Brady vs. Manning
Not a lot of time today, so I’ll go down a well-traveled road: Brady vs. Manning.
Let’s get one thing out of the way: Peyton Manning will finish his career with superior passing stats. He’s played in a pass-first offense his entire career, and he plays in a dome. I’m not making excuses for Brady here; I am, as always, just saying. Brady will probably finish with better winning stats, depending on how you define it. The three Super Bowls, the 16-0 season, the highest all-time winning percentage—they’re all his.
These guys entered the league around the same time and have matching career arcs, so they’re natural to compare more than, say, either one of them and Ben Roethlisberger (who came later), Donovan McNabb (who didn’t reach as high), Drew Brees (late bloomer) and the newer crop of Philip Rivers, Eli Manning and Matt Ryan (two of whom didn’t actually postdate Ben, but whose success did). Part of that contrast, for a while, were their styles: Manning ran the Blue Angels-like airshow, while Brady ran the crafty, surgical Patriots offense. Before Randy Moss arrived, the Patriots weren’t known as a team to blow out their opponents. They didn’t always win big, but they always won.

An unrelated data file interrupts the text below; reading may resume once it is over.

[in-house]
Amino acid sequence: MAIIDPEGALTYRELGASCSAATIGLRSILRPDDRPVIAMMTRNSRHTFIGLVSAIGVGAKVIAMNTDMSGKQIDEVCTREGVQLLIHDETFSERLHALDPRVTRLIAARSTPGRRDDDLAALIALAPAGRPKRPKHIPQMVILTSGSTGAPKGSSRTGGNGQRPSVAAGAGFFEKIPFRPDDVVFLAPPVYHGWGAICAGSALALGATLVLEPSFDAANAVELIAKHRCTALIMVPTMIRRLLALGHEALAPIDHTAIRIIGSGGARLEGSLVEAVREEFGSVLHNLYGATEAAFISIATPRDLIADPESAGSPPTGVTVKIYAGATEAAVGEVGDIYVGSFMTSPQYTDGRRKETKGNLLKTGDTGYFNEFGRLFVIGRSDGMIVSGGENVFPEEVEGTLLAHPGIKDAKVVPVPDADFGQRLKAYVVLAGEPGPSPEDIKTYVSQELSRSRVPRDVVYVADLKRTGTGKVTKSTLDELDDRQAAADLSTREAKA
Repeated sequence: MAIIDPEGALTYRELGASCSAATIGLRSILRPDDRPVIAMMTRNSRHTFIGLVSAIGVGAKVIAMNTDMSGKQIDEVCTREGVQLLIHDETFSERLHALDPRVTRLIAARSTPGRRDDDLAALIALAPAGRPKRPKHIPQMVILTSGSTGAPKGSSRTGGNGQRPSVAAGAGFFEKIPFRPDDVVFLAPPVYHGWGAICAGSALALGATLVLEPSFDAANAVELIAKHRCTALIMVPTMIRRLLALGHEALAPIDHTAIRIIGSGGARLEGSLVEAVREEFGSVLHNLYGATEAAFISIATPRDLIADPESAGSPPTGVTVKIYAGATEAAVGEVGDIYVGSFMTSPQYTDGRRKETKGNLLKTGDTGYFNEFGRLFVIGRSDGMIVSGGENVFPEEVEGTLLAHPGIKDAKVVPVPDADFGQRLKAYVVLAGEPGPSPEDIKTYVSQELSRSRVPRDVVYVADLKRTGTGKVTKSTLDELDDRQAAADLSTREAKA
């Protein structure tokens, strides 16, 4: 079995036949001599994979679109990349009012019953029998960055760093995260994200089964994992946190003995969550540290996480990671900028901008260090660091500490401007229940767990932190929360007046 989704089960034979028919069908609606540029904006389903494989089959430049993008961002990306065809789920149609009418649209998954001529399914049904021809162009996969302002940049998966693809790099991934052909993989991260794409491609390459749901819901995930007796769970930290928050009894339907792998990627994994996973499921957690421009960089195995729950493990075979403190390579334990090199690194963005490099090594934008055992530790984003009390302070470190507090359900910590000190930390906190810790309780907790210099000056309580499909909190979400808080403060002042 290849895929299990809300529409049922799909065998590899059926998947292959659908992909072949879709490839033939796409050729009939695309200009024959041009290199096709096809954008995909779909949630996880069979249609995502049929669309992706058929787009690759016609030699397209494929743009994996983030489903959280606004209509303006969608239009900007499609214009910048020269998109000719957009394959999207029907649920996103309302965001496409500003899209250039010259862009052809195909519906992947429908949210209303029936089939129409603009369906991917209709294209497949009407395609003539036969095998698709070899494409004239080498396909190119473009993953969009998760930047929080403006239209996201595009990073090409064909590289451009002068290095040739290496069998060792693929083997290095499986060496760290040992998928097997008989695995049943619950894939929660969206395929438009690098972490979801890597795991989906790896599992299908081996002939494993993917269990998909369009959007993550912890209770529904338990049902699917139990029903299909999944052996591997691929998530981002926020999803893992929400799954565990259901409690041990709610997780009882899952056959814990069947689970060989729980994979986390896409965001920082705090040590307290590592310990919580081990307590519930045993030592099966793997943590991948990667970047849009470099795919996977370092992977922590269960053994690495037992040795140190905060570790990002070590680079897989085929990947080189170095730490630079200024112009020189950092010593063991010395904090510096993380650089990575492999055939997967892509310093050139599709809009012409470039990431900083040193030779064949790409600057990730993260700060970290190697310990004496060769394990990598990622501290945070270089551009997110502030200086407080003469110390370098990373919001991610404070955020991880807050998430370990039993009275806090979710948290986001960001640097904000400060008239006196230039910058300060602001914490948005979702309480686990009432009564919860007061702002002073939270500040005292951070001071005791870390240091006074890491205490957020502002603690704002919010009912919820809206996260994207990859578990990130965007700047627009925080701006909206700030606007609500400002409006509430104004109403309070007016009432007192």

Then 2007 hit, and Brady was doing his Manning impression. He wiped Manning’s 49 touchdown record from the books in a game ya boy was at (and at which he was egged for wearing a Welker jersey), and led the Pats to within 90 seconds of the Super Bowl title. Then he got hurt eight minutes into the following season, left to watch his backup lead the Patriots’ spread offense to a respectable 11-5 record, two wins better than near Super Bowl Champions Arizona Cardinals.
Brady returned this year against the Buffalo Bills hoping to spread-offense them into submission, and the Pats won only because they got bailed out by a (typical?) Bills error (see number four here). Then they lost to the Jets, who blitzed dropback Brady into submission, and the Pats went back to the drawing board. The new Pats gameplan would look a lot like the one that won them three Super Bowls: more running, more play-action, a greater mandate to eat time away and set up big plays rather than go for them on every down. It’s something of a Classic Brady offense, even if it’s more Classic Belichick scheming: use what you’ve got. The Patriots are short on wide receivers, so this is the best plan for them.
At 6-2, the plan seems to be working. Now we’ll see how the contrast in styles with Manning’s Colts works this year. No longer do Brady and Manning look like the same quarterback, as they did in 2007. Brady’s back to being The Guy That Wins and Manning’s brought his aerial attack to another level. The contrast in styles is back, and I couldn’t be happier. It’s Pats/Colts, and it’s as big as ever.